ERIN, Wis. – The last two U.S. Opens, to put it mildly, have not exactly gone according to plan for the USGA. But chief executive Mike Davis insists the organization has learned from its recent miscues and is hoping for a “nice, smooth” tournament this week.
Erin Hills is a new venue for the USGA, just as Chambers Bay was in 2015. But two years ago the storylines were dominated by the poor condition of the greens and the browned-out look of the course, narratives that nearly overshadowed a memorable finish between Jordan Spieth and Dustin Johnson.
Then there was the rules fiasco involving Johnson last year at Oakmont, one in which the leaderboard was held in limbo during the final round as officials huddled to determine whether or not the tournament leader would be penalized for the microscopic movement of his ball.
The USGA received plenty of criticism following both championships, especially after Oakmont where the damage was largely perceived as self-inflicted. Given another 12 months to assess and recover, Davis offered a candid explanation on the eve of the USGA’s marquee championship.
“If we’re being honest, yeah, we’re human. We know we’ve had some issues the last two years,” Davis said. “I think we’ll look back at those (events) with a lot of fond memories. But yes, there are some things that of course we had some issues.”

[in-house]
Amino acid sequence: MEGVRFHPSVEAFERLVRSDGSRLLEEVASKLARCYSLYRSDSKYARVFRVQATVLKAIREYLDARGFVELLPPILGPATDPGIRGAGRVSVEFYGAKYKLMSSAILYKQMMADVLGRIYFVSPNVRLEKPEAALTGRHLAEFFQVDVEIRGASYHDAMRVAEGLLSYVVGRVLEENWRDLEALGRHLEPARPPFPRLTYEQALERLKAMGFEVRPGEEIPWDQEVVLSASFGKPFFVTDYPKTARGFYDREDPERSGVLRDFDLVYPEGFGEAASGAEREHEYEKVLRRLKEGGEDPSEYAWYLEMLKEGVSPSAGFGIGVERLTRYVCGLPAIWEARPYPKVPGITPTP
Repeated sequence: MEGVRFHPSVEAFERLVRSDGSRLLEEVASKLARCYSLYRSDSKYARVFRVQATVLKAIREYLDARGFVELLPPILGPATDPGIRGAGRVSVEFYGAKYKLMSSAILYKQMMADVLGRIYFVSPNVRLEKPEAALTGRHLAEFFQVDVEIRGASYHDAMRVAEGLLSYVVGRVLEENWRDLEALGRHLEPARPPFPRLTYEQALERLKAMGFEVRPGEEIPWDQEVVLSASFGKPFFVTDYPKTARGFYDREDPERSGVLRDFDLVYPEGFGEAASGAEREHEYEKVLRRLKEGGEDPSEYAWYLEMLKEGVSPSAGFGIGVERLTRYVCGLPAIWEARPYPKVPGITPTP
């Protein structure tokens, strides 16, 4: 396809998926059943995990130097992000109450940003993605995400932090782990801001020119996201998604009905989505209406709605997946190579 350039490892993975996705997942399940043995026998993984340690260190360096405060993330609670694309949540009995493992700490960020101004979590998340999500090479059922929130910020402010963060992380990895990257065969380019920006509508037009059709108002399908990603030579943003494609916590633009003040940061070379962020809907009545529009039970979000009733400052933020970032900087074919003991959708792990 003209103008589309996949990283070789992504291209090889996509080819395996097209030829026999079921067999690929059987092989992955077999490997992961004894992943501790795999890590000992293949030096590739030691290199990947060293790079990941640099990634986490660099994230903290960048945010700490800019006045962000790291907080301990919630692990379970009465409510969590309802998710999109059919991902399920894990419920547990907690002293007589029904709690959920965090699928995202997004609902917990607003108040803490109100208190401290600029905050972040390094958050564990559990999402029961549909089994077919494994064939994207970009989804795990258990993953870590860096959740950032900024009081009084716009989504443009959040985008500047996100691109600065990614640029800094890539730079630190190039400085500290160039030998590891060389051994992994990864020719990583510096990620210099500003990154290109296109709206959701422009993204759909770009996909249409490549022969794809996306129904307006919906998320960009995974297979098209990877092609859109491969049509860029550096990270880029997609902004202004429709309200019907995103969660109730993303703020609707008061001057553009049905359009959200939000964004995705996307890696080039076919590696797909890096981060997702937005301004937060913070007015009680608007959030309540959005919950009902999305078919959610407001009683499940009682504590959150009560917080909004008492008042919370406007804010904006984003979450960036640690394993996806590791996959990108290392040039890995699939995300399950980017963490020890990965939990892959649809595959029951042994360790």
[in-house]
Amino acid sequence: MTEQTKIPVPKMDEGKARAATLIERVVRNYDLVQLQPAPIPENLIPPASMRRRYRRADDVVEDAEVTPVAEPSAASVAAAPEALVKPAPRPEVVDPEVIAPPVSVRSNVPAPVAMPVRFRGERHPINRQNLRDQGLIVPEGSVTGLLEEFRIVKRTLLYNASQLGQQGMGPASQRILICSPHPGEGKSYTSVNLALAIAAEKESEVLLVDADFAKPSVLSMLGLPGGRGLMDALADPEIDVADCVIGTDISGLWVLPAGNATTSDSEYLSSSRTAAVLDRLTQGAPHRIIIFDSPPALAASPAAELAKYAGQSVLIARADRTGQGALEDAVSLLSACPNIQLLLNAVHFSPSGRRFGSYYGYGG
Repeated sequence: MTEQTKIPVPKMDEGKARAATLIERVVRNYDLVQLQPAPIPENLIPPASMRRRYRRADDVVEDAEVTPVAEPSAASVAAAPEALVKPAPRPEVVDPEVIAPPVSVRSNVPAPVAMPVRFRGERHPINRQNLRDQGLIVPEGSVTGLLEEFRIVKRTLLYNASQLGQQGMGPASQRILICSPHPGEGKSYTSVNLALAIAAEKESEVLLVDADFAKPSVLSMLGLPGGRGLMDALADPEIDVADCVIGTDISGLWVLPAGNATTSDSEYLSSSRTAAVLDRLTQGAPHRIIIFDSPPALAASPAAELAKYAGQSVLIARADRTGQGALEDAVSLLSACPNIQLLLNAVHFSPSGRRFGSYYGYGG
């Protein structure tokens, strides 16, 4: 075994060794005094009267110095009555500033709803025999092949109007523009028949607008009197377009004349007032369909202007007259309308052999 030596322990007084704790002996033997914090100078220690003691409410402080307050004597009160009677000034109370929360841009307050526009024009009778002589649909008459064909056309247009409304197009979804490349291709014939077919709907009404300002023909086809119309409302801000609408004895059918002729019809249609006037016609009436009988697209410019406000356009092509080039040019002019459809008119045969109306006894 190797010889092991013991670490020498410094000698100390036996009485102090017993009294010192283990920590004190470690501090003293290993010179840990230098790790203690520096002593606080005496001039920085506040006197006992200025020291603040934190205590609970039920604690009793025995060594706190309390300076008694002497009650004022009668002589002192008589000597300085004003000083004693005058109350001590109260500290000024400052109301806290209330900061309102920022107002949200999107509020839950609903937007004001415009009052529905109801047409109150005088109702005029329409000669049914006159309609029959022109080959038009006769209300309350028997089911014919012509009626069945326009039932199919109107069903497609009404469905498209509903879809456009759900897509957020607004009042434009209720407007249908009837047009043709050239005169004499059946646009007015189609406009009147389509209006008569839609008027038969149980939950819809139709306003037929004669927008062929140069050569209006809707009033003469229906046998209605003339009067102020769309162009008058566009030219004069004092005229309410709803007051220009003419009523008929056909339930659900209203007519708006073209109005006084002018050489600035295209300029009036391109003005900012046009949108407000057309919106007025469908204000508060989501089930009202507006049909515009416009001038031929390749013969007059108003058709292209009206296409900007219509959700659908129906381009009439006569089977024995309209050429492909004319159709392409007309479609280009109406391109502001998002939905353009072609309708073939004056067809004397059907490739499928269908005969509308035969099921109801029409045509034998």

Several officials, including Davis, came under fire in the wake of last year’s imbroglio. While he insisted that the USGA has “learned from” mistakes made last year, he added that the ripple effects from that incident were not limited merely to those who were closely tied to the ruling itself.
“It affects the whole organization,” he said. “By that I mean that anytime your competency comes into question, that affects the people that are doing our equipment testing, the agronomic people on the greens section, our people in dealing with the history of the game and helping to grow the game. So of course, we want to avoid those things. But sometimes things happen.”